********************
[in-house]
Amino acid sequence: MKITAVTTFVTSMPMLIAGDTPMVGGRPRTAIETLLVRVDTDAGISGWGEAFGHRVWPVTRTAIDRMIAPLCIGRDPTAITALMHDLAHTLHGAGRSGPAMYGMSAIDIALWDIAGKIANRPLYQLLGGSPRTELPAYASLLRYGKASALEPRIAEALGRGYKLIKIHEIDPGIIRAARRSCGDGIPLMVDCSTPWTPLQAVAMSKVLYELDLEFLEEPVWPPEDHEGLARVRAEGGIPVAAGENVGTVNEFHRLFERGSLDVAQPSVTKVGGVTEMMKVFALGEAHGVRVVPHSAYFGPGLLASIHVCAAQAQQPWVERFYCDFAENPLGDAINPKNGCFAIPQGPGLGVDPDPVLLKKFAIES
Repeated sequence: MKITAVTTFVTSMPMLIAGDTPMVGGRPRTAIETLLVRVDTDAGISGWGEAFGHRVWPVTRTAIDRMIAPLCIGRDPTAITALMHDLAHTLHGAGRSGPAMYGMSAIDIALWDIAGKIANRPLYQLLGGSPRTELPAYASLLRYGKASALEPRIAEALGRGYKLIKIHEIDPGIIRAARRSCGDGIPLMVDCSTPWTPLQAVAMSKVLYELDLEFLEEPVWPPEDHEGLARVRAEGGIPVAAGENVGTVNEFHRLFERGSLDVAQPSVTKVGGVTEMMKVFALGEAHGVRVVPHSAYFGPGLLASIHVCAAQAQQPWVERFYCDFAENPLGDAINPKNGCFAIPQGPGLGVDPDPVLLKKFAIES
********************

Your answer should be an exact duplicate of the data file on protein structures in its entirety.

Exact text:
[in-house]
Amino acid sequence: MKITAVTTFVTSMPMLIAGDTPMVGGRPRTAIETLLVRVDTDAGISGWGEAFGHRVWPVTRTAIDRMIAPLCIGRDPTAITALMHDLAHTLHGAGRSGPAMYGMSAIDIALWDIAGKIANRPLYQLLGGSPRTELPAYASLLRYGKASALEPRIAEALGRGYKLIKIHEIDPGIIRAARRSCGDGIPLMVDCSTPWTPLQAVAMSKVLYELDLEFLEEPVWPPEDHEGLARVRAEGGIPVAAGENVGTVNEFHRLFERGSLDVAQPSVTKVGGVTEMMKVFALGEAHGVRVVPHSAYFGPGLLASIHVCAAQAQQPWVERFYCDFAENPLGDAINPKNGCFAIPQGPGLGVDPDPVLLKKFAIES
Repeated sequence: MKITAVTTFVTSMPMLIAGDTPMVGGRPRTAIETLLVRVDTDAGISGWGEAFGHRVWPVTRTAIDRMIAPLCIGRDPTAITALMHDLAHTLHGAGRSGPAMYGMSAIDIALWDIAGKIANRPLYQLLGGSPRTELPAYASLLRYGKASALEPRIAEALGRGYKLIKIHEIDPGIIRAARRSCGDGIPLMVDCSTPWTPLQAVAMSKVLYELDLEFLEEPVWPPEDHEGLARVRAEGGIPVAAGENVGTVNEFHRLFERGSLDVAQPSVTKVGGVTEMMKVFALGEAHGVRVVPHSAYFGPGLLASIHVCAAQAQQPWVERFYCDFAENPLGDAINPKNGCFAIPQGPGLGVDPDPVLLKKFAIES